You are trying to stop a nuclear bomb from detonating in the middle of a city while also fighting off classic Spider-Man villains such as Goblin, Venom, Doctor Octopus, Electro, etc. The Kingpin has planted this bomb and falsely accused you of trying to kill millions. And MJ has been kidnapped by Venom, which adds an extra layer of difficulty to Peter’s insane struggle. 

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Earthworm Jim: Special Edition

Gamers and critics praised Earthworm Jim for its innovative gameplay and unique narrative that was filled with weird characters. The Special Edition is an updated version designed to take advantage of the Sega CD’s hardware. This version contains all levels from the original Genesis release (as opposed to the SNES port that removed one of the levels).

In addition to retaining all levels from the Genesis version, the Special Edition also adds extra sections to certain levels. New animations and remixed CD-quality soundtracks were also added, along with a level called “Big Bruty”. The Big Bruty level is set in a wrecked ship that lies within a swamp and features a boss who can kill Earthworm Jim with just one attack.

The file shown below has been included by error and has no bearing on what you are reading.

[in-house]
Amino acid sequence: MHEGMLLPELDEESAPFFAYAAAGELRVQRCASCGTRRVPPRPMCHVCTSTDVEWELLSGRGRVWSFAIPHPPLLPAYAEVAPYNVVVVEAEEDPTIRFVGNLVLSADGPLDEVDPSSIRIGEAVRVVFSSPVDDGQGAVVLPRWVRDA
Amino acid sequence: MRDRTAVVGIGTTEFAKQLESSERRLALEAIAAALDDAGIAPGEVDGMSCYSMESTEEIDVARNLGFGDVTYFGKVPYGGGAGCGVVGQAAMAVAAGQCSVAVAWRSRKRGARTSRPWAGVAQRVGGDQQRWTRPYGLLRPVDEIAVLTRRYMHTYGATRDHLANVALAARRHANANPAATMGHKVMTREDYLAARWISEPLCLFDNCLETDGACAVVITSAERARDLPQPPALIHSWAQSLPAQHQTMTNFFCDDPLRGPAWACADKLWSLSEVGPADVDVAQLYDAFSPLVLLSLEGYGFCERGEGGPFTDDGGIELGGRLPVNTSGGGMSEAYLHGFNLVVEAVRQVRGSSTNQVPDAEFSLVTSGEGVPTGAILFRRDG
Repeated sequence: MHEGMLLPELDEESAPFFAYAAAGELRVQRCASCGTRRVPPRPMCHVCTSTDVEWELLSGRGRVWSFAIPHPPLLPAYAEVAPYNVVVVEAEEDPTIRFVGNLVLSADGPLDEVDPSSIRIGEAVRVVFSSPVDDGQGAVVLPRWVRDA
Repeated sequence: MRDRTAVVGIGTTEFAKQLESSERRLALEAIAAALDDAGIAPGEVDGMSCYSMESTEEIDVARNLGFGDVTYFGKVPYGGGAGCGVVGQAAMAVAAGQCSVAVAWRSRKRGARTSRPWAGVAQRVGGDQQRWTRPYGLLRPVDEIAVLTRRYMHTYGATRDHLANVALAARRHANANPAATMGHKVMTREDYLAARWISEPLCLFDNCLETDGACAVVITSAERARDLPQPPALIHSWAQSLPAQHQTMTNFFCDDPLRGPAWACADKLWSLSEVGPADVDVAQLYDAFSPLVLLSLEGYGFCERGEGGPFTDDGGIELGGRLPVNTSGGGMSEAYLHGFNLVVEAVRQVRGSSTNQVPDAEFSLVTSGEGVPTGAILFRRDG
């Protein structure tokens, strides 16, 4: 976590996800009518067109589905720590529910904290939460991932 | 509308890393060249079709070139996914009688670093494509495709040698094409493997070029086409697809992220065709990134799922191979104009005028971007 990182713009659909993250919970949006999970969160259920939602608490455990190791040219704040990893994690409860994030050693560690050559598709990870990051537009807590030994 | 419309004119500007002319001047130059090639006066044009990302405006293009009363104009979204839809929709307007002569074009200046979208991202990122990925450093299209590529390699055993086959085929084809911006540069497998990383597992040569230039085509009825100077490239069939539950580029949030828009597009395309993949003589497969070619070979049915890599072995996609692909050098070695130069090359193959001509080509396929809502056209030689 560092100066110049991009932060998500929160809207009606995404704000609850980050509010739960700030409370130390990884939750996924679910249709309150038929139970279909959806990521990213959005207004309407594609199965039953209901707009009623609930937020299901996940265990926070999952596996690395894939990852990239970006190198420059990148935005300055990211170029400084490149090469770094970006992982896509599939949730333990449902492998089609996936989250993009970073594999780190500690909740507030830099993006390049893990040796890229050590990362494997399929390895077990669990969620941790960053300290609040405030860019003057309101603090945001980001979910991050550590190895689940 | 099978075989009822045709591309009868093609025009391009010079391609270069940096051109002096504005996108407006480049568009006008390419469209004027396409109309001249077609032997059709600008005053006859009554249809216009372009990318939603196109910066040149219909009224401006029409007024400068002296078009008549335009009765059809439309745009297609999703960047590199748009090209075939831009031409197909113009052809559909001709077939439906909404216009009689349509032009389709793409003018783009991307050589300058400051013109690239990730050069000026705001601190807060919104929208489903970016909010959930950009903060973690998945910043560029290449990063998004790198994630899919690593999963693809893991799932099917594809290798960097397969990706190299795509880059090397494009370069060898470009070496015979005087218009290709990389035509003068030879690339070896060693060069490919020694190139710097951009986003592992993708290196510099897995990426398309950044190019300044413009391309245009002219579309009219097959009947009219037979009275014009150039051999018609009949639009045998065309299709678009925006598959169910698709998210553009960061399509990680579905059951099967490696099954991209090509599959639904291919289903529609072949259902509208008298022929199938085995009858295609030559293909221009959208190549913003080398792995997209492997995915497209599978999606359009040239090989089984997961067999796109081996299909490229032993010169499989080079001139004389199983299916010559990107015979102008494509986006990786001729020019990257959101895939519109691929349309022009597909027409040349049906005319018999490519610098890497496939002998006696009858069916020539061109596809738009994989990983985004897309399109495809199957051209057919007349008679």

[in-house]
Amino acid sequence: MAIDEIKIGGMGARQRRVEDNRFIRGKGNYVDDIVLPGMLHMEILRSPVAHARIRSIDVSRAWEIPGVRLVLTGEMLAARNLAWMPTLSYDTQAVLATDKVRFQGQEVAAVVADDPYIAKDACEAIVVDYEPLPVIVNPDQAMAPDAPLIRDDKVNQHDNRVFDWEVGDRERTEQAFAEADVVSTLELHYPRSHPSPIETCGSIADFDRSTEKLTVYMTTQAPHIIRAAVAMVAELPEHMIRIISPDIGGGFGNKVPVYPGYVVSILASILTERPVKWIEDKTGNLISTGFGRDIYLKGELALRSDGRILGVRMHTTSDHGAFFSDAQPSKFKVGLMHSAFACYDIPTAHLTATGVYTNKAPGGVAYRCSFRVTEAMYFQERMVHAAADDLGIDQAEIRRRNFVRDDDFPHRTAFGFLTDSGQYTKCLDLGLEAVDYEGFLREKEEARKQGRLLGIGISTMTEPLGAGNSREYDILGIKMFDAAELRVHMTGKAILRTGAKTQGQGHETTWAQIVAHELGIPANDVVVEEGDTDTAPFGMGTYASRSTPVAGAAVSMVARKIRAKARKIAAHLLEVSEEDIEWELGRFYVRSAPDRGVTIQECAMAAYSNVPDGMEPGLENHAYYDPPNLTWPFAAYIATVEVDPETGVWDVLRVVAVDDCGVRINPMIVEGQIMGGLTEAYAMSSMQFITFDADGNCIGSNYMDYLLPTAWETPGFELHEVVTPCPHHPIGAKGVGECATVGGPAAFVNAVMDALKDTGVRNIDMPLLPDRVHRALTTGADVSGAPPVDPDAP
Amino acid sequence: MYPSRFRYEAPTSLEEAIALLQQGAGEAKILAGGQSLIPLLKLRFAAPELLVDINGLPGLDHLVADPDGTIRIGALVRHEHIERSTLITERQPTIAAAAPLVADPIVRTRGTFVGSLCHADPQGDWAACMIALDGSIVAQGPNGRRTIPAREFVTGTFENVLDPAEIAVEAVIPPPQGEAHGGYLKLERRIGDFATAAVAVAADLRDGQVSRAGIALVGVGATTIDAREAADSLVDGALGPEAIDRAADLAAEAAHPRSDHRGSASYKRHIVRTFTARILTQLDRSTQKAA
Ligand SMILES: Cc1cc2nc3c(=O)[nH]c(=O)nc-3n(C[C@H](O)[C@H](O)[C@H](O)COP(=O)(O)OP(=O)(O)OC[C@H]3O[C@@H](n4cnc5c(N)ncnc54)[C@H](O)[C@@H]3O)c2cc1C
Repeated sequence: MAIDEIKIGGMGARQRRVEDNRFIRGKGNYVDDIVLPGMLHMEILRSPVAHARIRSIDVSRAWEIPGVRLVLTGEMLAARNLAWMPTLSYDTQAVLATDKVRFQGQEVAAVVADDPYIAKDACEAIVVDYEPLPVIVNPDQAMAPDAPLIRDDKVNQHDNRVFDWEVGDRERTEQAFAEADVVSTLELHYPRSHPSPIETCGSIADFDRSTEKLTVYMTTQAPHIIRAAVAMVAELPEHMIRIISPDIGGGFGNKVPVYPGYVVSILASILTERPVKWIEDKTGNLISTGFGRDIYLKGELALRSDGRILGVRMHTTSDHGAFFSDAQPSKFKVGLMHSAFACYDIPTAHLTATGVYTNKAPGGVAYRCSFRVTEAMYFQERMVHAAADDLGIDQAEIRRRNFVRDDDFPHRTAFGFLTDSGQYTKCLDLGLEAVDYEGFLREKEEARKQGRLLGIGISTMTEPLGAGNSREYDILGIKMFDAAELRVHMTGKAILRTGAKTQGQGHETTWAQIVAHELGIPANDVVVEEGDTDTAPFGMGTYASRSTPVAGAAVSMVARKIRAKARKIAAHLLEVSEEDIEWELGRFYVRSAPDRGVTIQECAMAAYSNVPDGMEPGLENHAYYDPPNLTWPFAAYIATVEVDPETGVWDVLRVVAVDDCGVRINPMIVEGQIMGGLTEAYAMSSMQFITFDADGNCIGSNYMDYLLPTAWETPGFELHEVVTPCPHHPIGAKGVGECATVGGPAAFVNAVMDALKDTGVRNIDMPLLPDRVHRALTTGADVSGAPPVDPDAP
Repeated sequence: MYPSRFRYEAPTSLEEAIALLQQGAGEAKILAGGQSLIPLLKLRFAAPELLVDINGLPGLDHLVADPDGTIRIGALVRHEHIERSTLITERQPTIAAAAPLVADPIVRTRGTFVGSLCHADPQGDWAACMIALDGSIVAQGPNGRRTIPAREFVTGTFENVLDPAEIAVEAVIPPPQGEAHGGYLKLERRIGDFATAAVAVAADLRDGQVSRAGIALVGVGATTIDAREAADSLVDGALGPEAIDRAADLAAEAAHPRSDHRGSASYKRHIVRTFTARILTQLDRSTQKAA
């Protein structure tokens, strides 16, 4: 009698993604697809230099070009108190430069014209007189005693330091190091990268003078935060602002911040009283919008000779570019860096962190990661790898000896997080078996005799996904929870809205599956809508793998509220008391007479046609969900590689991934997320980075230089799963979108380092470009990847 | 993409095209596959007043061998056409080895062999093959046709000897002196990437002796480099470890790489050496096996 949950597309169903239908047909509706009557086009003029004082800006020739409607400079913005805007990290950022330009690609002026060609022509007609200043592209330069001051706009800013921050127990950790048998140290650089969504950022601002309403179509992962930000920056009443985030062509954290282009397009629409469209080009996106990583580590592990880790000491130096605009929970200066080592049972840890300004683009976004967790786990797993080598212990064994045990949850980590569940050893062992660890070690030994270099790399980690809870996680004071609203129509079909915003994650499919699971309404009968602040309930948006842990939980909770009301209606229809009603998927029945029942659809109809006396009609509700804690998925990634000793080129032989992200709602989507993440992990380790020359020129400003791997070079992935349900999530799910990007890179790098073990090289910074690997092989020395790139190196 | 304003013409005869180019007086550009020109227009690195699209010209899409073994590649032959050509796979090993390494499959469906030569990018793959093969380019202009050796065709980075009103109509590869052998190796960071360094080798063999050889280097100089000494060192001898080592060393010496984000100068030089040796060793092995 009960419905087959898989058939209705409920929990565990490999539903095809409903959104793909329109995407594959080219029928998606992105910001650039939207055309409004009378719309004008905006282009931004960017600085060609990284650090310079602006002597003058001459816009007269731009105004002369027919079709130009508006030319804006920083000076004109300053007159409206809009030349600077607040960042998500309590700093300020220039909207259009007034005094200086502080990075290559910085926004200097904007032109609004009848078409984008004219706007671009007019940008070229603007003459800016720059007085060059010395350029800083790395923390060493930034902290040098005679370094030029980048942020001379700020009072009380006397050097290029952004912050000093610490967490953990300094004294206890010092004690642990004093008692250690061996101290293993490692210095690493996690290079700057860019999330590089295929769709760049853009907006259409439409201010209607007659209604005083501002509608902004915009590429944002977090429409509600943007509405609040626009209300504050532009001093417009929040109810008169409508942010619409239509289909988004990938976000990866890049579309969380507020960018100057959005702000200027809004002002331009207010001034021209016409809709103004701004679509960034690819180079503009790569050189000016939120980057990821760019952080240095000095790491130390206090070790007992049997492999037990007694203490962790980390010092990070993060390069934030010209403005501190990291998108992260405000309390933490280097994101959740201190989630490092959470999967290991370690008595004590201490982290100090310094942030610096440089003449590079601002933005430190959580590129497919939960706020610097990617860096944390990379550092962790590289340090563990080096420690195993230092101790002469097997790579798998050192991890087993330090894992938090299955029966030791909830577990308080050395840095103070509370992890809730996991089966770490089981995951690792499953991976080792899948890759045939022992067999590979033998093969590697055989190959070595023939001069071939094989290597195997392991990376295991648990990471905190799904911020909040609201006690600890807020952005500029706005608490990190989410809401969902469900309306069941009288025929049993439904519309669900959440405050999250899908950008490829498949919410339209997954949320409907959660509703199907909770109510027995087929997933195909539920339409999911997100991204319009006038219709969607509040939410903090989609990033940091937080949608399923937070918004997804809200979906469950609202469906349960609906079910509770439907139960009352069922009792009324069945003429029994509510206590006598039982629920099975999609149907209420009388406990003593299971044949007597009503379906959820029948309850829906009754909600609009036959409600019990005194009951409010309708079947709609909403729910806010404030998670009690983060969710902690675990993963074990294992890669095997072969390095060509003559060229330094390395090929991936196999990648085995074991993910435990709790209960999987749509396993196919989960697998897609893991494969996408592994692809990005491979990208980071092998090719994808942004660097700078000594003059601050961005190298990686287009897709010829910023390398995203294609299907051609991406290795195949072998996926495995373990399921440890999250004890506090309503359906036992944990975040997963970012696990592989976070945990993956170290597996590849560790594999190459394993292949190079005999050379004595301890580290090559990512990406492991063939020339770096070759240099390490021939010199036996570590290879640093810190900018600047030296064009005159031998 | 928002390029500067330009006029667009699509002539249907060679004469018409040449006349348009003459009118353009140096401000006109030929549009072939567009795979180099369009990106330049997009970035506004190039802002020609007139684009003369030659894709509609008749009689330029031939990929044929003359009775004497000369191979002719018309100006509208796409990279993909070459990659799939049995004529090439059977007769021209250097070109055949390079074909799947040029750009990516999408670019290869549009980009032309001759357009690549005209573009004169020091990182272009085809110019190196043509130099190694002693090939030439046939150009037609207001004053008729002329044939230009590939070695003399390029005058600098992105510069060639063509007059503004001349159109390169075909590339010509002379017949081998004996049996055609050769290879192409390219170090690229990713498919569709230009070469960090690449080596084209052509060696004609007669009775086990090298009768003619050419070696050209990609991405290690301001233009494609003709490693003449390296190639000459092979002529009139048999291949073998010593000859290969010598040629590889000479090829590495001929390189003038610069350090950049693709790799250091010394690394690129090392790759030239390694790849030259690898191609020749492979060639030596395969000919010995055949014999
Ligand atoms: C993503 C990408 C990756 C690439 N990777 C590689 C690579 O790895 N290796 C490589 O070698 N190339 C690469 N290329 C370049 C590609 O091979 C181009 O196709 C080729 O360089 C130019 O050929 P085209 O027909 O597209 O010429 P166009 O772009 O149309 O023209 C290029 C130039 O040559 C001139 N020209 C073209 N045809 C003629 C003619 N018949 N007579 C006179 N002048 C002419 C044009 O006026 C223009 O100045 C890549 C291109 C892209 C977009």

Silpheed

Originally, Silpheed was developed by Takeshi Miyaji for the PC-8801 home computer. Eventually, it was ported to the Sega CD console with a few tweaks here and there. Silpheed is a vertically-scrolling shooter in which you control prototype space fighters and fend off wave after wave of incoming enemies.

The Sega CD version features a pre-rendered video background, something that is absent from the PC releases. And the ships are made from polygons for a pseudo-3D look. A few cinematic cutscenes have also been added to the Sega CD version, and these play during the end credits. 

The Secret of Monkey Island

One of the finest products to ever be released by Lucasfilm Games, The Secret of Monkey Island is a classic pirate tale set in the Caribbeans. It’s a story-driven point-and-click visual adventure featuring plenty of NPCs and environmental objects that you can interact with. You click on a person or object and select one of several commands from a menu.